Category Archives: White Supremacy

The Face of Islam

It appears at first glance that we have lately become a nation of protests. Whenever I hit the “enter” key on my computer or turn to the news print or to television, there is, in some part of the nation a protest, and always with the hope that it will be nonviolent.

What appears to be in the forefront today in the United States is those protests “demanding justice” for a slain black person killed by a white officer. What appears to be in vogue today in Western Europe are the protests against the flooding of immigrants into France, German, and England. To those in the United States all the European immigrants are the same. We don’t have an immigration problem that can’t be fixed with rational politicians listening to the vast portion of our population. But that is another article.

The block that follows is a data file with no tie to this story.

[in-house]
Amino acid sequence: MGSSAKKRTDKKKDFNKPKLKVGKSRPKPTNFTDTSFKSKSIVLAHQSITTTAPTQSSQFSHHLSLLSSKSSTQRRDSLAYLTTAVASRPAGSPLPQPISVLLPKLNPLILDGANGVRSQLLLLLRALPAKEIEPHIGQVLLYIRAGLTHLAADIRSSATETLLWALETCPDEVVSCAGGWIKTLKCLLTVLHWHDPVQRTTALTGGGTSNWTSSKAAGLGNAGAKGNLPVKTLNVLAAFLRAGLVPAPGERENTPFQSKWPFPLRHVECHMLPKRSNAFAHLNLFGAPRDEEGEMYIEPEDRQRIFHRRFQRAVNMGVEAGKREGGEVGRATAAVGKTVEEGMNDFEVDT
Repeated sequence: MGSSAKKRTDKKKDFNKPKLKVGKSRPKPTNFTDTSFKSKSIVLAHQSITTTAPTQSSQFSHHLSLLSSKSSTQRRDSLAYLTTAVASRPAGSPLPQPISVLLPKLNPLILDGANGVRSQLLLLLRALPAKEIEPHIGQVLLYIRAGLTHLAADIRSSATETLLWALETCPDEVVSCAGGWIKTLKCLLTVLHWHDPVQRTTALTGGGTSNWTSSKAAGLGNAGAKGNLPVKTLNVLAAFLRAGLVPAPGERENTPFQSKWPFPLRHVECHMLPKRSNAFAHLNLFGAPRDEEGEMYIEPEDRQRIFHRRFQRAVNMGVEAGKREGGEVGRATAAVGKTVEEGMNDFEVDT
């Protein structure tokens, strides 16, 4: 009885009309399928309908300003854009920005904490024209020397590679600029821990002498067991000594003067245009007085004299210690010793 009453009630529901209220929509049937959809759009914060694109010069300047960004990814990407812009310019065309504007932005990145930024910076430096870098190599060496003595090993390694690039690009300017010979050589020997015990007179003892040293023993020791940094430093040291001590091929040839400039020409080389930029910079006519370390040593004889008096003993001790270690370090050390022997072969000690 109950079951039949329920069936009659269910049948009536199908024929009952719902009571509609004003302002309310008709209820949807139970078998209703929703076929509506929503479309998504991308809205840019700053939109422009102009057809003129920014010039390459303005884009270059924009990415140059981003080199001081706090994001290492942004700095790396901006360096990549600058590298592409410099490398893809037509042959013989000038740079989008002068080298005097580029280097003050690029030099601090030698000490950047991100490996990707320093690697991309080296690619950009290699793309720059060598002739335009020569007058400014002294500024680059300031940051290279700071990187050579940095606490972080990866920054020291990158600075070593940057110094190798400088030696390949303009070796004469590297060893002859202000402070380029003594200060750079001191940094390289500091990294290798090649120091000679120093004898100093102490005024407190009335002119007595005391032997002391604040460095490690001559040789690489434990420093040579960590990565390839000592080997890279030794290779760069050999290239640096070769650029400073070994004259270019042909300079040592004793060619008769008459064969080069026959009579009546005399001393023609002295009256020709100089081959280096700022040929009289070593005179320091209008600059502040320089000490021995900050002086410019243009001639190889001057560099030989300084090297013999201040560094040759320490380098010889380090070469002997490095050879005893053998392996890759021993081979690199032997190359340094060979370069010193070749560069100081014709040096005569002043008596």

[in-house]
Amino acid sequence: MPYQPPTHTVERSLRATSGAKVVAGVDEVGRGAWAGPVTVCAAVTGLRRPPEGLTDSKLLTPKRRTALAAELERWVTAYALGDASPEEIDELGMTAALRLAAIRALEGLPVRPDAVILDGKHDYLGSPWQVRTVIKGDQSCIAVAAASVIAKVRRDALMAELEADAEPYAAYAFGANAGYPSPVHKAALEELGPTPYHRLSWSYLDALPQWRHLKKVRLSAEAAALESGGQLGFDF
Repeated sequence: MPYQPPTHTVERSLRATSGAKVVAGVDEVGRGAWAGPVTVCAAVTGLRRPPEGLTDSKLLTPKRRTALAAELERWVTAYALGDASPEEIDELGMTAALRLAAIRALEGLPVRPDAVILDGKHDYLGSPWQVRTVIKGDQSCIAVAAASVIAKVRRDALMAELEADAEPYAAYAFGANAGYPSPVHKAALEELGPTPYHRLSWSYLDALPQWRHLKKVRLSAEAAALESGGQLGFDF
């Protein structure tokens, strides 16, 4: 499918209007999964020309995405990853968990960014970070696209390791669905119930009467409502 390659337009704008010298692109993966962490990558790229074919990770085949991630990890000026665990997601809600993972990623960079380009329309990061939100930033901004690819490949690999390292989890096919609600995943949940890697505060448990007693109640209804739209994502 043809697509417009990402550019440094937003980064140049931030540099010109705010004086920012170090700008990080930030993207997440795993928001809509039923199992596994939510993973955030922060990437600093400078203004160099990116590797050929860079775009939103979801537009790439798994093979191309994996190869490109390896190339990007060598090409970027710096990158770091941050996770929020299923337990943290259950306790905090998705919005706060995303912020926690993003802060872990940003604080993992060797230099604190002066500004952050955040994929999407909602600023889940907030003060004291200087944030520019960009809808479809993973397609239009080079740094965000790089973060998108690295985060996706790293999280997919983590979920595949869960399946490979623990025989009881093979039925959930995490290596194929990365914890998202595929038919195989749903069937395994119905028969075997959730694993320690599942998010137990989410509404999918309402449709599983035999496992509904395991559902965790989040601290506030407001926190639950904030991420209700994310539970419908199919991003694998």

One of this nation’s pressing issues is how we cope with extremists. A serious issue that has been silent long enough. Al Qaeda and ISIS and their violent, gruesome, inconceivable evil are paraded over and over again across the top of Africa and the Mideast. And their barbaric acts are shown in great detail in every home in the United States.

The evil they commit in the name of Islam is unspeakable in its raw images.

Our president does not want to talk about Islam, the “religion”, when he condemns the heightened form of terrorism; on the other hand, anti-immigrant groups want to paint an entire religion with the deeds of ISIS; the rest of us voice our concerns by yelling at Congress, writing op-ed pieces or mumbling with our elbows on the bar tops across America.